In 2002, the United Nations declared May 21 the “World Day for Cultural Diversity for Dialogue and Development.” (http://www.un.org/en/events/culturaldiversityday/)
On May 20, 2016, Central Penn College will celebrate its third annual Festival of Nations. (http://www.centralpenn.edu/festivalofnations)
The United Nations added the words “Dialogue and Development” to the concept of “Cultural Diversity” in naming this Day because they knew that simply recognizing the existence of cultural diversity is not enough. According to Irina Bokova, Director-General of UNESCO (United Nations Educational, Scientific and Cultural Organization):
“In a diverse world, the destruction of cultures is a crime, and uniformity is a dead-end: our aim must be to enhance, in one movement, the diversity that enriches us and the human rights that bring us together” (2016).
Ms. Bokova is saying that all cultures are valuable and should be preserved and celebrated. Understanding cultures other than one’s own requires dialogue (interaction) with members of other cultures. Through this dialogue, we can all experience positive development (growth, progress) in our societies and hopefully within ourselves as well.
When I think about “cultural diversity” in a society, I think about the United States of America. Although there are many countries in which multiple cultures exist, the United States, as part of its collective identity as a country, has welcomed people from other countries and cultures and encouraged them to express and preserve their cultural heritage.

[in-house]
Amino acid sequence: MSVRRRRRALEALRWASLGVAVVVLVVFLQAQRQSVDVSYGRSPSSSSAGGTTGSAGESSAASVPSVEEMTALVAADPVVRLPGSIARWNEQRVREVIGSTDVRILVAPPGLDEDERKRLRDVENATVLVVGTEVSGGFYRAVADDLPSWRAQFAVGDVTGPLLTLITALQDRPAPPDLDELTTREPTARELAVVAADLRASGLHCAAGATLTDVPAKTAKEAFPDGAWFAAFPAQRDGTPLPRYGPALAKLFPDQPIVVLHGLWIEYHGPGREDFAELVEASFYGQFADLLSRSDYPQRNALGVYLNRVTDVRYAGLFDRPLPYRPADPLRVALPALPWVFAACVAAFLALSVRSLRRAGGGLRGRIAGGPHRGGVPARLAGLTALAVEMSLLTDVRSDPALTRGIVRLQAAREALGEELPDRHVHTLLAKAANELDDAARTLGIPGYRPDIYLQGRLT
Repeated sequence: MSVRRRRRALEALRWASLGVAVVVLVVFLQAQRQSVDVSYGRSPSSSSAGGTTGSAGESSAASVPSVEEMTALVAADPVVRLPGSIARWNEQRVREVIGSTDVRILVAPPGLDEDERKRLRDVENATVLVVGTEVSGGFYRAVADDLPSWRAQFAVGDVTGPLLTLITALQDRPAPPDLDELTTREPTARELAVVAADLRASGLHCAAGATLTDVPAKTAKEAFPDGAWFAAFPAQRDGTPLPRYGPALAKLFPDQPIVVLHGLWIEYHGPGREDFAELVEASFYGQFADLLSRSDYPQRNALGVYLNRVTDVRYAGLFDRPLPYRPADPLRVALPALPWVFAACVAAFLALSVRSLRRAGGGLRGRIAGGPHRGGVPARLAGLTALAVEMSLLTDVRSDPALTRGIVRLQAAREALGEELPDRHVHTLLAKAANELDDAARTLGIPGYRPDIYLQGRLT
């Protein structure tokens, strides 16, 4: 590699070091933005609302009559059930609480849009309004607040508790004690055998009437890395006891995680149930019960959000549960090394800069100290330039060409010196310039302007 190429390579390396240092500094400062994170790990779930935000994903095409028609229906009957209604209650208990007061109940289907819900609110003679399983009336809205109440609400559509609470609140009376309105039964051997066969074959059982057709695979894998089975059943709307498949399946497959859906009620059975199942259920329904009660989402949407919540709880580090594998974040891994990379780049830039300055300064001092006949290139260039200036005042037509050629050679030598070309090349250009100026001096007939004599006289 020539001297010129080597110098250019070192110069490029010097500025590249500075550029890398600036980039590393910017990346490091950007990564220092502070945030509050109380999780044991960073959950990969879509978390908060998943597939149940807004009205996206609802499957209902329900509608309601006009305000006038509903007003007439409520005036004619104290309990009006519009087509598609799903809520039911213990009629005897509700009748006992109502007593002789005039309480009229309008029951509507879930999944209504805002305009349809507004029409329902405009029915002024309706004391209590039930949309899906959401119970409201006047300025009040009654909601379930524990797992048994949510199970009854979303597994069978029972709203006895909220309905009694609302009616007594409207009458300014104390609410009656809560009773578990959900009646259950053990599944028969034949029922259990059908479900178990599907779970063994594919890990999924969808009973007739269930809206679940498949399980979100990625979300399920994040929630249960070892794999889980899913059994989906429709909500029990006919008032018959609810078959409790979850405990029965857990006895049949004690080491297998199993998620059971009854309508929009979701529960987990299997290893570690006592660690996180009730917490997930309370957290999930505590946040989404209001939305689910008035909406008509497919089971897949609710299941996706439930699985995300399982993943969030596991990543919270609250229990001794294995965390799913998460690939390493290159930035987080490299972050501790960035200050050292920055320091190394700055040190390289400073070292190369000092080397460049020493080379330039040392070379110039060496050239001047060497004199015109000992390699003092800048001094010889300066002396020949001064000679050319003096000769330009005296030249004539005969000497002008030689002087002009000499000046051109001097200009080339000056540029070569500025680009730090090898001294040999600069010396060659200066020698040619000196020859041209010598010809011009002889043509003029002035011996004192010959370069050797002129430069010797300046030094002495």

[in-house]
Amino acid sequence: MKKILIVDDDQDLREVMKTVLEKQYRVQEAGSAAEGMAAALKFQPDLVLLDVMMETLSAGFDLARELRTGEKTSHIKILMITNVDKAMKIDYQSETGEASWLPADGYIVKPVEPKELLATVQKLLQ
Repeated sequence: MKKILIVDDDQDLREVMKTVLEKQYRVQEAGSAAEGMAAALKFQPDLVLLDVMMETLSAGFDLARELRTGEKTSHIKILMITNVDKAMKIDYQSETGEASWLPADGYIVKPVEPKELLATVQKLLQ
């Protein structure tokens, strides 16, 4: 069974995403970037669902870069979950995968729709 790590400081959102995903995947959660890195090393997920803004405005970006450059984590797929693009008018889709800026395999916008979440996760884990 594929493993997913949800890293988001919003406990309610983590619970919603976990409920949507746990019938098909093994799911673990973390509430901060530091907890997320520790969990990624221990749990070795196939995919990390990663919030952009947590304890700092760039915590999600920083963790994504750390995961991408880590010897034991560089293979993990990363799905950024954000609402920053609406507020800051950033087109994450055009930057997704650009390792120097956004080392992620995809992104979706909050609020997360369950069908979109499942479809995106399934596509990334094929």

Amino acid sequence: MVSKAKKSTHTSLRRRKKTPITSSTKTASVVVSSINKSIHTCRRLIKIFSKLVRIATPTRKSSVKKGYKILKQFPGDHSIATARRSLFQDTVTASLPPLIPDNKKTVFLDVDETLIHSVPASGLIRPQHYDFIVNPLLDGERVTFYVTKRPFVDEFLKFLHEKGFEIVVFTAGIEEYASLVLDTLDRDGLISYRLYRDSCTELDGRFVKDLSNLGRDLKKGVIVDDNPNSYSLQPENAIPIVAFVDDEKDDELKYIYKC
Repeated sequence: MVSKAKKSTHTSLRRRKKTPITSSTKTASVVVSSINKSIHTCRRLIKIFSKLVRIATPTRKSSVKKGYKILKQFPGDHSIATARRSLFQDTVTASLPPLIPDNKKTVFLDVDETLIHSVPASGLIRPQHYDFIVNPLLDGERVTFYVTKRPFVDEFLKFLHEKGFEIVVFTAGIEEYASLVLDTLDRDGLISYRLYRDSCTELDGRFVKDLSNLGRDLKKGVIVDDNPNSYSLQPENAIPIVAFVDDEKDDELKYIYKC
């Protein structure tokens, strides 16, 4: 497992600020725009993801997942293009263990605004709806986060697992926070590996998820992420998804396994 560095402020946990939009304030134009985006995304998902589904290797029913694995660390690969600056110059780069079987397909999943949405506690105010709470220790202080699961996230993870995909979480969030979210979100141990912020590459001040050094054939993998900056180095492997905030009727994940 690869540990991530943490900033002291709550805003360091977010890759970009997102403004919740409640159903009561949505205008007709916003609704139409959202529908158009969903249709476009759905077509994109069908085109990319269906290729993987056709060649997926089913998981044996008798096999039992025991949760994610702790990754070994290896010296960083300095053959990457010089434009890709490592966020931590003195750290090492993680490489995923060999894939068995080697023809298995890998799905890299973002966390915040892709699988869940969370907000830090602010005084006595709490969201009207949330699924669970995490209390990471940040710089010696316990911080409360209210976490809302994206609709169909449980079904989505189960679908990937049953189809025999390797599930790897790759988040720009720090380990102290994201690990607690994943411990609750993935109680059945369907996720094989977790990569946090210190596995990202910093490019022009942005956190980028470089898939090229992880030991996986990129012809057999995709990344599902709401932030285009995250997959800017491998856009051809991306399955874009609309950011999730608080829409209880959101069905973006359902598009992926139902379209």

Unlike most other countries, we are a nation almost entirely of immigrants and their descendants. According to the U.S. Census Bureau, less than 2% of the U.S. population identifies as either American Indian or Alaska Native—so 98% of Americans have ancestors from another place of origin (2014).
Among the Library staff, we have quite a range of different cultures and places of origin represented. My background is similar to many East Coast natives—ancestors from several Western European countries. My family’s largest connection now to our cultural heritage is our New Year’s Day dinner of pork and sauerkraut, which began as a German and then became a Pennsylvania Dutch tradition.
In contrast, the mother of our Director was born and raised in Colombia, South America. Several of our student workers were born in other countries, including Haiti, Jamaica, and Liberia, and they later emigrated here with their families. I enjoy learning about their cultures and seeing (and smelling!) the food that they bring in to eat.
On Friday, May 20, Central Penn is offering a great opportunity to experience other cultures and perhaps reconnect with your own—the third annual Festival of Nations will be held on campus. It will include performances, games, activities, and food vendors representing many different nations and their cultures. Come out and celebrate with us!
Bokova, I. (2016). Message from Ms Irina Bokova, Director-General of UNESCO. Retrieved from http://www.unesco.org/new/en/unesco/events/prizes-and-celebrations/celebrations/international-days/world-day-for-cultural-diversity-for-dialogue-and-development-2015
U.S. Census Bureau. (2014). Quick facts: United States. Retrieved from https://www.census.gov/quickfacts/table/PST045215/00